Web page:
Typically, women who are diagnosed with advanced breast cancer that has metastasized (spread to other parts of the body) are given chemotherapy or hormone treatment rather than surgery. Many doctors believe that surgery offers no survival advantage for these patients, and may even worsen outcomes. But a recent Swiss study refutes that belief.
In the study, researchers used the Geneva Cancer Registry to analyze detailed information on 5,000 cases of invasive breast cancer that had been diagnosed since 1970. Of the 300 women who had metastatic disease, more than half (58%) did not have surgery for their primary breast cancer. The remaining 42% had either a mastectomy or some type of lesser surgery to remove the tumor.
The researchers found that the women who underwent surgery and had negative surgical margins-indicating that the surgeon had removed all of the cancer-were 40% more likely to be alive five years after their diagnosis than the women who did not have surgery.
This means that 27% of the women who had surgery and had negative margins were likely to still be alive five years after the operation.
In comparison, 16% of the women who had surgery but had positive margins were still alive five years later; and 12% of those who did not have surgery had a five-year survival rate.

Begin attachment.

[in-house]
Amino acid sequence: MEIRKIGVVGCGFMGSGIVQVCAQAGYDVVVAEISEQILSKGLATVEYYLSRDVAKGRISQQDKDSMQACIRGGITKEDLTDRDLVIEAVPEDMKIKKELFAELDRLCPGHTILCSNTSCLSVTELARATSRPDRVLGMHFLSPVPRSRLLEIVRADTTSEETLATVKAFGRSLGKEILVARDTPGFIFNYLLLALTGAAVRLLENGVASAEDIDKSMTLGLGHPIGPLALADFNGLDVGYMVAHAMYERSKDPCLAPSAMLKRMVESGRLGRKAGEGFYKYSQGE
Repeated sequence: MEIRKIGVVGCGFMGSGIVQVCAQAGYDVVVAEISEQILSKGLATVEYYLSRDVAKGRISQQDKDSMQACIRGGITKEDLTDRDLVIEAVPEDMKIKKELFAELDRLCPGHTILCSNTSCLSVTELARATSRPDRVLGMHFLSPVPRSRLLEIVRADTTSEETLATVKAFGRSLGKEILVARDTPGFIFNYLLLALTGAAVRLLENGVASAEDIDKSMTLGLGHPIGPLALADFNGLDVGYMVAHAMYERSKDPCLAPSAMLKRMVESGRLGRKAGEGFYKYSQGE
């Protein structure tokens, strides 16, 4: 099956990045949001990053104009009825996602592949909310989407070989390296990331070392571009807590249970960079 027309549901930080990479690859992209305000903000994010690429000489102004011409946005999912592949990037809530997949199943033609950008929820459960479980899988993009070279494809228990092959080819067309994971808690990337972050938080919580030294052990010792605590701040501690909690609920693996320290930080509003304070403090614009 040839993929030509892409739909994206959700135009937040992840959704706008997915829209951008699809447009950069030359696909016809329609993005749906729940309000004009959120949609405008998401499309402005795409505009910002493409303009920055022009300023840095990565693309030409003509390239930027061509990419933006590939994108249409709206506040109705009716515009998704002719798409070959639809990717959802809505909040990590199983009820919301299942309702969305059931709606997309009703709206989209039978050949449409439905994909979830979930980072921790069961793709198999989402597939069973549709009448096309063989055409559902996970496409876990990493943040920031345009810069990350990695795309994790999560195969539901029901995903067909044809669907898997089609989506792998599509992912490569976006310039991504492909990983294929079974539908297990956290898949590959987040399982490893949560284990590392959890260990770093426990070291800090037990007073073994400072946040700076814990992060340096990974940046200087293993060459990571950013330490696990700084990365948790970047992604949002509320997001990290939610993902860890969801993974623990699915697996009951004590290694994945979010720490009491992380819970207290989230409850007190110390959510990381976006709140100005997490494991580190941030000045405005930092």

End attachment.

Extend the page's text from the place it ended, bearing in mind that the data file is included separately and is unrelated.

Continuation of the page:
The women whose cancer had spread to the bone (rather than the brain or the liver-other common sites) and had surgery were even more likely-80% more likely-to be alive five years later than those who did not have surgery.
"This is the first study to find such a marked improvement in survival at five years in women with metastatic breast cancer who have had surgical removal of the primary tumor," says study author Dr. Elisabetta Rapiti, senior researcher at the Geneva Cancer Registry at the University of Geneva. Another study found similar effects, but only followed-up the women for three years.
"These findings will be a surprise for many clinicians, as almost all national and international guidelines on the treatment of metastatic breast cancer either do not include surgery of the primary tumor, or even recommend against it," says Rapiti.
"Many clinicians, in fact, believe that in such [metastatic breast cancer] cases, surgery of the primary tumor can accelerate the progression of the metastases," she says.
For women, "This research already certainly reaffirms that [surgery] is not associated with a more rapid progression of the metastases or worse outcome," Rapiti adds.
More Studies Needed
Dr. Lori J. Goldstein, director of the breast evaluation center and leader of the breast cancer research program at Fox Chase Cancer Center in Philadelphia, doesn't think this retrospective study is enough to change standard treatment
"Retrospective studies are very useful in generating hypotheses," she says. However, what's needed are prospective studies, such as a randomized, controlled clinical trial, in which some women would be assigned to a surgery group and others to a treatment group, and then the results would be compared over time.
Rapiti agrees, saying that larger studies are needed, comparing those who have surgery with those who do not.
"It would be naive to assume surgery will benefit all women with metastatic disease," Goldstein says.